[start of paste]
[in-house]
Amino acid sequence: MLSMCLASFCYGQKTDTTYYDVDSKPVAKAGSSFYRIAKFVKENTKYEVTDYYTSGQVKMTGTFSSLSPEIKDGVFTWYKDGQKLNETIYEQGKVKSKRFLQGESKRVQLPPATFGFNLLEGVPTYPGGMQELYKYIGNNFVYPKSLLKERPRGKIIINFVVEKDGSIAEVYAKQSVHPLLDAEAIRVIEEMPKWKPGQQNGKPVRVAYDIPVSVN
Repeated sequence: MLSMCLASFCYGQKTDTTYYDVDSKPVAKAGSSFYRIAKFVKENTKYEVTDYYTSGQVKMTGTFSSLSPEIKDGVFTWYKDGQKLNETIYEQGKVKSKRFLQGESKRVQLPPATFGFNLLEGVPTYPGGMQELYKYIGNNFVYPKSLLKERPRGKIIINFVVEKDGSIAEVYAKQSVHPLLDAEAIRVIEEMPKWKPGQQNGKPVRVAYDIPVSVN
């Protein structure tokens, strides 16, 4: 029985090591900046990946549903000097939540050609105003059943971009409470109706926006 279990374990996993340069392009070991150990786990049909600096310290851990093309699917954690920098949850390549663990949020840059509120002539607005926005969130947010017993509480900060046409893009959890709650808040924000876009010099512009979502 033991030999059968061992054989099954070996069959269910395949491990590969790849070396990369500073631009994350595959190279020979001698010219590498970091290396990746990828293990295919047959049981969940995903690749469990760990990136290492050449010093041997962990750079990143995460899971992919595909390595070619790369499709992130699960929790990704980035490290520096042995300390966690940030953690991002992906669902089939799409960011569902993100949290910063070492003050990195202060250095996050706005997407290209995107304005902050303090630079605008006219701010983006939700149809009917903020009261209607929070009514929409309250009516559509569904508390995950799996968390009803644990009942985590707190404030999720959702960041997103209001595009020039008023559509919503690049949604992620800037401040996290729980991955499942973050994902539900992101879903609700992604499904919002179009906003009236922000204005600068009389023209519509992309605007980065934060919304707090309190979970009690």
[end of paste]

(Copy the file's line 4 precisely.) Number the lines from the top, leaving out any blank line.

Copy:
């Protein structure tokens, strides 16, 4: 029985090591900046990946549903000097939540050609105003059943971009409470109706926006 279990374990996993340069392009070991150990786990049909600096310290851990093309699917954690920098949850390549663990949020840059509120002539607005926005969130947010017993509480900060046409893009959890709650808040924000876009010099512009979502 033991030999059968061992054989099954070996069959269910395949491990590969790849070396990369500073631009994350595959190279020979001698010219590498970091290396990746990828293990295919047959049981969940995903690749469990760990990136290492050449010093041997962990750079990143995460899971992919595909390595070619790369499709992130699960929790990704980035490290520096042995300390966690940030953690991002992906669902089939799409960011569902993100949290910063070492003050990195202060250095996050706005997407290209995107304005902050303090630079605008006219701010983006939700149809009917903020009261209607929070009514929409309250009516559509569904508390995950799996968390009803644990009942985590707190404030999720959702960041997103209001595009020039008023559509919503690049949604992620800037401040996290729980991955499942973050994902539900992101879903609700992604499904919002179009906003009236922000204005600068009389023209519509992309605007980065934060919304707090309190979970009690």